Scientists at The Scripps Research Institute have described the regulatory mechanism of an important human protein called Rac that controls a number of biological processes and is directly implicated in several human diseases.
Rac is involved in tumor growth and metastasis in cancer; it is important for the proper functioning of immune cells and is necessary for the innate immune response; it is required for neuronal function and has been implicated in neurological diseases and mental retardation.
"Understanding the basic mechanism of how Rac activation is regulated," says Bokoch, "is a key to understanding [these sorts of diseases]."
In an article appearing in the latest issue of the journal Molecular Cell, immunology Professor Gary Bokoch, Ph.D., and his colleagues Céline DerMardirossian and Andreas Schnelzer at Scripps Research have described the molecular mechanism whereby Rac activation is regulated by a molecule called Pak.
The Rac-Pak Connection and Its Relevance to Disease
Rac is one of the most important members of a family of proteins known as the Rho GTPases. This family of proteins binds to a small metabolic product called GTP, which acts as a critical regulator of Rho GTPase activity. This enables Rac to regulate a wide variety of cellular functions that span the entire gamut of a cell's life, from its initial growth and differentiation, to its movement and division, and finally to its death. They are important for gene expression, and they play crucial roles in the ability of innate immune cells to make lethal responses to bacterial infections, of skin cells to cover wounds during the healing process, of vascular cells to make new blood vessels, of cancer cells to metastasize, and of neurons to develop and make proper connections in the brain.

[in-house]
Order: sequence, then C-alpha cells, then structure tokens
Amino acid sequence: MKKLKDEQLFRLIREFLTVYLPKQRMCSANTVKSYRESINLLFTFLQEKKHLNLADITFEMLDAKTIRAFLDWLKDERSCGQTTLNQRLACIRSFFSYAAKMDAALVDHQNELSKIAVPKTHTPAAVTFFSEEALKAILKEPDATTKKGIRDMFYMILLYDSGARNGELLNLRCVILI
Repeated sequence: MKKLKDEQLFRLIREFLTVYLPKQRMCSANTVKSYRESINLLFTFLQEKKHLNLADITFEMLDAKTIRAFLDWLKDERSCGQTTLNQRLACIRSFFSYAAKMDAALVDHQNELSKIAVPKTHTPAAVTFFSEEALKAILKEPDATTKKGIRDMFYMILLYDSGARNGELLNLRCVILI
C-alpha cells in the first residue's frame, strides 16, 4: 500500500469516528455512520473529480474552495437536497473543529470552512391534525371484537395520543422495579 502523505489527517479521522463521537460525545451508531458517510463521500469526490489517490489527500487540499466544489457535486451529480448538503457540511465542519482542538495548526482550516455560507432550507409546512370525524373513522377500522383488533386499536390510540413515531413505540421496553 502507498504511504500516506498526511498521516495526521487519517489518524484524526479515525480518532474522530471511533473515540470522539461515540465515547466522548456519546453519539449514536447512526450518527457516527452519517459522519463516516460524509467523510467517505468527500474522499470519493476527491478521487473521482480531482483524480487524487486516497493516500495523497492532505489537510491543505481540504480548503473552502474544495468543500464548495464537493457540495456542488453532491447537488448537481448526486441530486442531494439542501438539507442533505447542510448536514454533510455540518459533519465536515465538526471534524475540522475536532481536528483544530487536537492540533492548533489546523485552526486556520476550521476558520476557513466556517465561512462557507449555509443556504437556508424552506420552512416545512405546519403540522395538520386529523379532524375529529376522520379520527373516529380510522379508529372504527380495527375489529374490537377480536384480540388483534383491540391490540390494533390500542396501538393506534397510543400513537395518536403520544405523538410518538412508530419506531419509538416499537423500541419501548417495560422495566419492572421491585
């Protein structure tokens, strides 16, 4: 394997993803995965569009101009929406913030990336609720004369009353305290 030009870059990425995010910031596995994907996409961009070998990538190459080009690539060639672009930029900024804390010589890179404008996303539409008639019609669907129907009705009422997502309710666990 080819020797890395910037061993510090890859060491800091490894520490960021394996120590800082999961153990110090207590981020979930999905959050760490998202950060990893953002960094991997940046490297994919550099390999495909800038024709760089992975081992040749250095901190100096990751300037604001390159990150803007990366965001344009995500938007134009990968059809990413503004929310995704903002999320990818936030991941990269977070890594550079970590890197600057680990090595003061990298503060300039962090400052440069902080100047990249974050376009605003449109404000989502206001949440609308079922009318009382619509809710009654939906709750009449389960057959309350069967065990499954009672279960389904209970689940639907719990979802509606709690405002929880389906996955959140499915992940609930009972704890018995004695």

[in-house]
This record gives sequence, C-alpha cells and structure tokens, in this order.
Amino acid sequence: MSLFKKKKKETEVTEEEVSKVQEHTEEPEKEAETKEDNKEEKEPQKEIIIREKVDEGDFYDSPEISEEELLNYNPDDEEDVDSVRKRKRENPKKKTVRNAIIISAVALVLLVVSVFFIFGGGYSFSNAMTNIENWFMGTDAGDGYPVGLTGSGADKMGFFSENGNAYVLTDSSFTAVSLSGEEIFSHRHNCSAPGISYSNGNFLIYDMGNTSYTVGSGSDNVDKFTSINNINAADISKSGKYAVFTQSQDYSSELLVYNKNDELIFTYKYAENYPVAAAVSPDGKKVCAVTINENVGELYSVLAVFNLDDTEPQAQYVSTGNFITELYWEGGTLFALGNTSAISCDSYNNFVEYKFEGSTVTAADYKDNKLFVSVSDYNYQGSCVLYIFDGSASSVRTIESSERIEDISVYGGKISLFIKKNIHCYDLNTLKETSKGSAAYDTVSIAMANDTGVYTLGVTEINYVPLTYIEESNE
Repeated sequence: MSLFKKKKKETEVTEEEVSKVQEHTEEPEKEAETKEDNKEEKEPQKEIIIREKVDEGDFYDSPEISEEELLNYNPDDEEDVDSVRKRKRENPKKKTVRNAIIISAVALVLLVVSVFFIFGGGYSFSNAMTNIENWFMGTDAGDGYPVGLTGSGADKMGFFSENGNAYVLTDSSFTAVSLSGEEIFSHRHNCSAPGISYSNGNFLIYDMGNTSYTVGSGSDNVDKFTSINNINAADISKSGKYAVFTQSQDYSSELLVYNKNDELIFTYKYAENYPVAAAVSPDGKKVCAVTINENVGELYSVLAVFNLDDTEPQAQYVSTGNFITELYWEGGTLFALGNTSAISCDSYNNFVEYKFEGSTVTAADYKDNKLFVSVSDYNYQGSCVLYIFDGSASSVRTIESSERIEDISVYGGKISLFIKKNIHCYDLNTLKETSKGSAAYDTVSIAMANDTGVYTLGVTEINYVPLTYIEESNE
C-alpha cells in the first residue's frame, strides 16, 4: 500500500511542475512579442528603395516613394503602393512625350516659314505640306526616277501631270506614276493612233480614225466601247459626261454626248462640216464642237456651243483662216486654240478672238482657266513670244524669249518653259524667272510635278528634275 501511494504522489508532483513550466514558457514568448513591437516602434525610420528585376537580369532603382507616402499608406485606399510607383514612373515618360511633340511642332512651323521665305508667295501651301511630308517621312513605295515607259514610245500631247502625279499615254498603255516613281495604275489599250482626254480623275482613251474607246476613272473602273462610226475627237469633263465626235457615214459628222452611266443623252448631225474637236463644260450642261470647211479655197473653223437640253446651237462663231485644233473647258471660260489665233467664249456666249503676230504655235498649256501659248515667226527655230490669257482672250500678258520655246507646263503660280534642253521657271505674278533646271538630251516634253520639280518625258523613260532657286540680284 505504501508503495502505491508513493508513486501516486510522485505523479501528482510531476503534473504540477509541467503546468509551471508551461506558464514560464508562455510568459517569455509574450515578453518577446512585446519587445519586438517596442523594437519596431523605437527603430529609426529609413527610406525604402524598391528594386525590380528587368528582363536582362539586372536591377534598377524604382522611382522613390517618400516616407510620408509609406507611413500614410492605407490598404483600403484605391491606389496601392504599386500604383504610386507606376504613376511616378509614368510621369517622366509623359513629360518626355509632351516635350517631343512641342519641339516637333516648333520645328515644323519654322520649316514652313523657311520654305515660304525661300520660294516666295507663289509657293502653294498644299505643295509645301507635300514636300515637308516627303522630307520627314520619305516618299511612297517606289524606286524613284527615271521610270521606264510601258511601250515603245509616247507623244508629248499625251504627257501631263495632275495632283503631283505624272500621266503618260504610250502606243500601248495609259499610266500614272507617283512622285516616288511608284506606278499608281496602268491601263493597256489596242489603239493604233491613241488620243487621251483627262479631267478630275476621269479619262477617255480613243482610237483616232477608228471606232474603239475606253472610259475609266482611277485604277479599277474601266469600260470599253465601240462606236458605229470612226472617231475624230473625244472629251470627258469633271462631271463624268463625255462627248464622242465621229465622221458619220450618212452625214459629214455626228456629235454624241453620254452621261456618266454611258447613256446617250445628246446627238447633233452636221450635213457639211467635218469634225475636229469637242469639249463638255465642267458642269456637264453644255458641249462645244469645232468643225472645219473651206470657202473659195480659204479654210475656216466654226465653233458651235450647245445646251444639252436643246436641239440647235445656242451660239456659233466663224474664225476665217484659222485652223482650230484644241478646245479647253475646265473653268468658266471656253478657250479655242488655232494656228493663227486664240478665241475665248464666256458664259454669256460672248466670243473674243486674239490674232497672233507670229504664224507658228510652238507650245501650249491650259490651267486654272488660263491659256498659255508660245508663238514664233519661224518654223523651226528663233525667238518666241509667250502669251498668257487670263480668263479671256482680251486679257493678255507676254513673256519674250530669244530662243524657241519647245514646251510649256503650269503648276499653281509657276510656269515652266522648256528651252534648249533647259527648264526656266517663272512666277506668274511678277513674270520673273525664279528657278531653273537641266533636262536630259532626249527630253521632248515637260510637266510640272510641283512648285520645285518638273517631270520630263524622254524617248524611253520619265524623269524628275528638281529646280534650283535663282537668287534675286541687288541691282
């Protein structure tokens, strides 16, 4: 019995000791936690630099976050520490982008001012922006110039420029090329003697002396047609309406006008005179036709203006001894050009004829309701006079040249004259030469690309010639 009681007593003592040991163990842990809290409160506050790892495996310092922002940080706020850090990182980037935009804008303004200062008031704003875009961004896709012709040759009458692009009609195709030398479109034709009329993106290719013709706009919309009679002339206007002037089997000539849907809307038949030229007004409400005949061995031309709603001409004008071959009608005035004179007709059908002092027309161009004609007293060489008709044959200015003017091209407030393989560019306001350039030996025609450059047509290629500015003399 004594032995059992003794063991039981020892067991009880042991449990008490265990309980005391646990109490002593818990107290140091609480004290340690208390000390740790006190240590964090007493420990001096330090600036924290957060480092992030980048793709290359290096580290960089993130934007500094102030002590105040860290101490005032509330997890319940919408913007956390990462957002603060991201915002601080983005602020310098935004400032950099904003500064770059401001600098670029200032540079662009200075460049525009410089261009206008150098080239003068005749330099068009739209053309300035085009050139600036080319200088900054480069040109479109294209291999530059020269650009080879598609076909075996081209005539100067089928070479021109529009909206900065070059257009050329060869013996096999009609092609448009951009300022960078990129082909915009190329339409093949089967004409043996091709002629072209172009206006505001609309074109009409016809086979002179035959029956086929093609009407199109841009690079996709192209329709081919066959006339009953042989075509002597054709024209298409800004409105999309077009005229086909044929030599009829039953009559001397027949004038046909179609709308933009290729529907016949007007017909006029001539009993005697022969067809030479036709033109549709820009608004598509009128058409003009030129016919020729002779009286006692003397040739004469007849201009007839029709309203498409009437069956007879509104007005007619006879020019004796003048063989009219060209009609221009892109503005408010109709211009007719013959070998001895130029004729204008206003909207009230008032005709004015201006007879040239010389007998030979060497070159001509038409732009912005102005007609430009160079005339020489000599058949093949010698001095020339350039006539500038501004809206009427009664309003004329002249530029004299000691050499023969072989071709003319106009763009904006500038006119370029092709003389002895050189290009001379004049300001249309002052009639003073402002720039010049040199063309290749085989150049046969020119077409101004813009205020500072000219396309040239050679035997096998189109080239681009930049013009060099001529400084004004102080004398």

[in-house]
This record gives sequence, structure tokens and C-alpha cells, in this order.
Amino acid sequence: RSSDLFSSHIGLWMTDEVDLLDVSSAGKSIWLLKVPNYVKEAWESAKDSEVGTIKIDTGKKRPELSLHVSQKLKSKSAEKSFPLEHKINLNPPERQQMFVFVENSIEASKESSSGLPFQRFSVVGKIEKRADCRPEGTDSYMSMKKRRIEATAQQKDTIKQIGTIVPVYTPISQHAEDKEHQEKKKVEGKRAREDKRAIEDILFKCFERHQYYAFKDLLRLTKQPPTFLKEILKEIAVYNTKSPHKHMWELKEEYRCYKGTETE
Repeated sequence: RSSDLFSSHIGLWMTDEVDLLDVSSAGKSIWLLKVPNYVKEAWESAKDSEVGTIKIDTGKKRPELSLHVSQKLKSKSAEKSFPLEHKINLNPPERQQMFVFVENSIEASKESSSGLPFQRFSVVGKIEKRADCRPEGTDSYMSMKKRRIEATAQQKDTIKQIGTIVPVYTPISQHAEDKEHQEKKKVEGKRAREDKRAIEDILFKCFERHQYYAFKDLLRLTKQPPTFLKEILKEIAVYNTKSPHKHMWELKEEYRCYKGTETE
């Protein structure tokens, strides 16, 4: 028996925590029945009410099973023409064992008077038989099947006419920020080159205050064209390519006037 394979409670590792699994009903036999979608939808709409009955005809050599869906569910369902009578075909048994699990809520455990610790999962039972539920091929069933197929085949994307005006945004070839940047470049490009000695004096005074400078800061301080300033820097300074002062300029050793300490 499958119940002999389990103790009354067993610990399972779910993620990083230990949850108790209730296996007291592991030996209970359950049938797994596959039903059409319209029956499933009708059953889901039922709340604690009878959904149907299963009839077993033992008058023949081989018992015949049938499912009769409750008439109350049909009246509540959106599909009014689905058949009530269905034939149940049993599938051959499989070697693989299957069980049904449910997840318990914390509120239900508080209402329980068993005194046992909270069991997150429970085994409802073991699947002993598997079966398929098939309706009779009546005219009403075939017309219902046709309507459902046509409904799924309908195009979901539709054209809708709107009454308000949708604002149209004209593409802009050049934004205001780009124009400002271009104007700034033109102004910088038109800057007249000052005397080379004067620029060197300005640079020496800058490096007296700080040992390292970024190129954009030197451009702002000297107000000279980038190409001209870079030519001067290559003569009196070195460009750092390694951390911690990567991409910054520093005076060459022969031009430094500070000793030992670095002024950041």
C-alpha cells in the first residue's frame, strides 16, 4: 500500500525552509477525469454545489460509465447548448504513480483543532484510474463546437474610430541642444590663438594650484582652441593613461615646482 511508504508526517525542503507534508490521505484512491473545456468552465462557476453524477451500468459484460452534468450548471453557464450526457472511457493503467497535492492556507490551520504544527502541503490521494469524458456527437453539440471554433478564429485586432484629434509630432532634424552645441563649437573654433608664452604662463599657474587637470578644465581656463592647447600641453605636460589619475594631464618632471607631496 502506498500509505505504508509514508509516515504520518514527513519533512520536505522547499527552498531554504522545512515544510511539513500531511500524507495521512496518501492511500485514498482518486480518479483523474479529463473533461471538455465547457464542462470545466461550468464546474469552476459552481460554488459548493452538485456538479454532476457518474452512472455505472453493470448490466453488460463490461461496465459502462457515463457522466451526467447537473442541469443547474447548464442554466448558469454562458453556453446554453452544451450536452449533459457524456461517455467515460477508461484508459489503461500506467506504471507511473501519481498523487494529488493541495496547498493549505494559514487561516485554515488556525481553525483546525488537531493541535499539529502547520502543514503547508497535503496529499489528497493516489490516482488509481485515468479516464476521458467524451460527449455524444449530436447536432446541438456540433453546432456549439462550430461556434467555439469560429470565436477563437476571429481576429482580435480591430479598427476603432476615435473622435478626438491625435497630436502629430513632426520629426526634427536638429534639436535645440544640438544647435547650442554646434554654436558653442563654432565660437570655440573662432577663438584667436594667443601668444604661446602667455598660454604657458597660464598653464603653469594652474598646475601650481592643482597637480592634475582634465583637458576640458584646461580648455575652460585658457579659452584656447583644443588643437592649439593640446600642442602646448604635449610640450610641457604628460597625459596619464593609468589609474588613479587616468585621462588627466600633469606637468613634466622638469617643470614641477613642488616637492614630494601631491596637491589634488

Two years ago Bokoch and his Scripps Research colleagues discovered that Rac is one of the master regulators of cell motility—the molecules driving the process that places the cell's "hands" on the steering wheels and "feet" on the gas pedals. They discovered that Rac is spatially and temporally regulated during leading-edge extension and tail contraction during the movement of human neutrophils—the phagocytic blood cells that chase down, engulf, and destroy bacterial pathogens as part of the body's innate immune response.
One of the big questions that remained unanswered, however, was how Rac was regulated to become active in the first place. What were the master switches that control the activity of Rac and the fundamental cell processes it controls?